To be in flow is to be in harmony with the current of life, however it is showing up. Taking things in stride, trusting a bigger picture – staying connected even when it’s tempting to tune out. Being in flow is rooted in non-resistance and non-attachment.
I have learned a lot about the Art of Flow from the element of water. The oil painting above, “Whale Songs” was painted on the West Coast of Vancouver Island while traveling with the Women Painting Canada collective. It was painted on the shores of Long Beach after a delicious morning of whale watching and feeling in flow. With easels anchored on the beach, we savoured the ocean air and allowed it to have its way with our brushes. I have a long standing love affair with the ocean and this painting captures her teeming life force, power and vitality. The feeling is of depth and fullness which is the way I experience life – full to the brim, rich and surprising. Constant movement on the surface, potent stillness in the depths. Loose brush strokes suggest fluidity – nothing is fixed or certain. Moody, ephemeral, soggy and saturated blues evoke the songs of the whales and tug at my throat to respond.
To see the whales, we braved an open Zodiac tour in full body flotation suits insulated against the cold
ocean wind in Ucluelet. Lurching wildly with the high waves, we feasted our eyes on rare sea otters, sea lions, seals and whale sightings too. Sitting on the edge of the boat and clinging to my light breakfast as much as the railing, Ghost-Buster’s-style torrents of sea foam and algae slimed my bare face and protective suit. Laughing at my shocked chagrin, my friend Dolores was quick to point out that some people pay big bucks for a natural sea facial. It caught me off guard to be sure, but nothing could put a damper on the wonder of seeing a sea otter couple entwined in seaweed and floating serenely.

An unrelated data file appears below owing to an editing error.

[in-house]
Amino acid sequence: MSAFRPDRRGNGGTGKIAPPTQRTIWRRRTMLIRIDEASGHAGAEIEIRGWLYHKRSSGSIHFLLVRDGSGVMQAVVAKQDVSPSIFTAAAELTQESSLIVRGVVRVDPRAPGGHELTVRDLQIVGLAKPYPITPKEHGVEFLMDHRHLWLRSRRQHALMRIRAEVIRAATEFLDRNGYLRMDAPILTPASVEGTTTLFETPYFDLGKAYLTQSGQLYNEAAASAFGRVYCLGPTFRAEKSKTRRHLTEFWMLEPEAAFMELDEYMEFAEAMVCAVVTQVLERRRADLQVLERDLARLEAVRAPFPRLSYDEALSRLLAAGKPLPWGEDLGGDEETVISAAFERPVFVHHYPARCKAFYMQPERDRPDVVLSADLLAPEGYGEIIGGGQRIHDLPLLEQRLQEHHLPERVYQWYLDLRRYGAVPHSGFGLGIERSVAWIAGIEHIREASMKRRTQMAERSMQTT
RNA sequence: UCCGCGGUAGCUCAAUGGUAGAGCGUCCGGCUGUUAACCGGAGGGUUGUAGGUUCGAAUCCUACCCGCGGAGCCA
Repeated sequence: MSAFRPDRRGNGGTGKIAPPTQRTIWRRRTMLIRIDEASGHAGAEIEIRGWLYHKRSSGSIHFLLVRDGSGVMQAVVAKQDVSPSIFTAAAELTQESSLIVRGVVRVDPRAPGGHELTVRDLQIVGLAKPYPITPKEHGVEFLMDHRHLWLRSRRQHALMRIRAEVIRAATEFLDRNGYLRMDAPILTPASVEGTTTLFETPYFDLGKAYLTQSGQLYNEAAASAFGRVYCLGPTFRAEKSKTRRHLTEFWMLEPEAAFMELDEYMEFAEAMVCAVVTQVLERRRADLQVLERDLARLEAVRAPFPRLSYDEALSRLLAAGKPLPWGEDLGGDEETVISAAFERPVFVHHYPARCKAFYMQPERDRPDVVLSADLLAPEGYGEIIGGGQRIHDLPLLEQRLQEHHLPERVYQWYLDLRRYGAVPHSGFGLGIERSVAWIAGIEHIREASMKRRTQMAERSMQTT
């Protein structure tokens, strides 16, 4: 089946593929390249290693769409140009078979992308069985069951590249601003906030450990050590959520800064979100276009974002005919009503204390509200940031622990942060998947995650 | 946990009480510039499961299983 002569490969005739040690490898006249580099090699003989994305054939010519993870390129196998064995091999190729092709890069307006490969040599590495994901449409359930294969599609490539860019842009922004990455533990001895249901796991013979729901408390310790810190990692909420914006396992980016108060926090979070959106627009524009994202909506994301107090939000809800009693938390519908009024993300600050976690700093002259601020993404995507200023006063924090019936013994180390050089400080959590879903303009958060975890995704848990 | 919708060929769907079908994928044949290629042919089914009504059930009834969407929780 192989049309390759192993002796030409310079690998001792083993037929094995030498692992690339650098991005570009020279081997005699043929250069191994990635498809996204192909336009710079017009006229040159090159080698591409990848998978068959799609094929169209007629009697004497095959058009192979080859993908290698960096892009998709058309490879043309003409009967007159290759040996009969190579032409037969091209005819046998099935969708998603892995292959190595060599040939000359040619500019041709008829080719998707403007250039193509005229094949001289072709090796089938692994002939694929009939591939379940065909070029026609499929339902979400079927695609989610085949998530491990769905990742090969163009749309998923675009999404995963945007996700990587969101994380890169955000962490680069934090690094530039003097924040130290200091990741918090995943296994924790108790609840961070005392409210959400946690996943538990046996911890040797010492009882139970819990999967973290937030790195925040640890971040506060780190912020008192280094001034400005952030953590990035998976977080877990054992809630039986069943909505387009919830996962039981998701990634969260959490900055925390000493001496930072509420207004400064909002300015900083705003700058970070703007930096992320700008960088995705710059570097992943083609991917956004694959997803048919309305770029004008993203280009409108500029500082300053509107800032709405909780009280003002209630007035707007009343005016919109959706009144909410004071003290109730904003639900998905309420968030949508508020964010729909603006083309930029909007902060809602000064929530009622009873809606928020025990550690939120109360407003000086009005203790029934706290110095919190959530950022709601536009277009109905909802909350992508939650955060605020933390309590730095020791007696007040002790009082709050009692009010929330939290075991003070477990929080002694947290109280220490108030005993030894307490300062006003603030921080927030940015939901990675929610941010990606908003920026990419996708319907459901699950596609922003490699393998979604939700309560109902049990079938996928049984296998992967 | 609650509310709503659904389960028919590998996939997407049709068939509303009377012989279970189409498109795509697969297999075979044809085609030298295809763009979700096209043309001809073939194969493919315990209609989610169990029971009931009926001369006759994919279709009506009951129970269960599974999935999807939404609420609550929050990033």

Sea Otters flowing in the ocean off Vancouver Island
The photo I took is blurry but this one from the National Aquarium gives you an idea of the unforgettable site we were treated to.
I grew up with summers at the lake and being near big water has become important to me. It helps me to feel both grounded and in flow. We live a few minutes from Lake Simcoe now and I love to start my day watching the sun rise over the lake. I have a vivid imagination so on windy days when the lake sounds like the ocean, I can see the whales and feel the otters and other sea creatures if only in my mind’s eye.
Where there is water, there is life and without it, life is suspended, stalled or ended. To flow like water is to be fluid, malleable, accepting, deep, and reflective. When I am in flow, I feel more alive, more connected and receptive – in touch with my inner muse.
When I am in flow, my creativity is fertile, uninhibited and free-flowing – or not. Sometimes being flow means gentle days of napping and daydreaming, head colds and couch time – trusting the ebbs and flows of play and productivity, rest and work, taking in and breathing out – slip-slidin’ away as I near my destination to borrow from Paul Simon’s evocative song.